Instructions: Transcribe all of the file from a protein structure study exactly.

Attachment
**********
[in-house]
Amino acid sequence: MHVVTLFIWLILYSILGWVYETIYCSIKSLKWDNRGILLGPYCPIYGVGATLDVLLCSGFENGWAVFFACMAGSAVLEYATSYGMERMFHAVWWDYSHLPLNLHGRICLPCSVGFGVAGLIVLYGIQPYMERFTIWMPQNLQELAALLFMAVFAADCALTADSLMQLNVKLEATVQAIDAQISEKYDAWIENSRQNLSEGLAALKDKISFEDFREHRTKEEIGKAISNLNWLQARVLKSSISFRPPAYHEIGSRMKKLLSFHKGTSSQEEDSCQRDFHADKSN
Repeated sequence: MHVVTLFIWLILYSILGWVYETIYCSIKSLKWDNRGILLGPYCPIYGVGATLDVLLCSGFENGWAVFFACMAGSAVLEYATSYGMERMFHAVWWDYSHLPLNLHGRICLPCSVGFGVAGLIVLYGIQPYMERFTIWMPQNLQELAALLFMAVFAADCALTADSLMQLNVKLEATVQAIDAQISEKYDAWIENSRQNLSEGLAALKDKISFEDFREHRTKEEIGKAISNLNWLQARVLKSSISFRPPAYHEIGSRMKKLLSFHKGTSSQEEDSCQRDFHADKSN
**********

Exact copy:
[in-house]
Amino acid sequence: MHVVTLFIWLILYSILGWVYETIYCSIKSLKWDNRGILLGPYCPIYGVGATLDVLLCSGFENGWAVFFACMAGSAVLEYATSYGMERMFHAVWWDYSHLPLNLHGRICLPCSVGFGVAGLIVLYGIQPYMERFTIWMPQNLQELAALLFMAVFAADCALTADSLMQLNVKLEATVQAIDAQISEKYDAWIENSRQNLSEGLAALKDKISFEDFREHRTKEEIGKAISNLNWLQARVLKSSISFRPPAYHEIGSRMKKLLSFHKGTSSQEEDSCQRDFHADKSN
Repeated sequence: MHVVTLFIWLILYSILGWVYETIYCSIKSLKWDNRGILLGPYCPIYGVGATLDVLLCSGFENGWAVFFACMAGSAVLEYATSYGMERMFHAVWWDYSHLPLNLHGRICLPCSVGFGVAGLIVLYGIQPYMERFTIWMPQNLQELAALLFMAVFAADCALTADSLMQLNVKLEATVQAIDAQISEKYDAWIENSRQNLSEGLAALKDKISFEDFREHRTKEEIGKAISNLNWLQARVLKSSISFRPPAYHEIGSRMKKLLSFHKGTSSQEEDSCQRDFHADKSN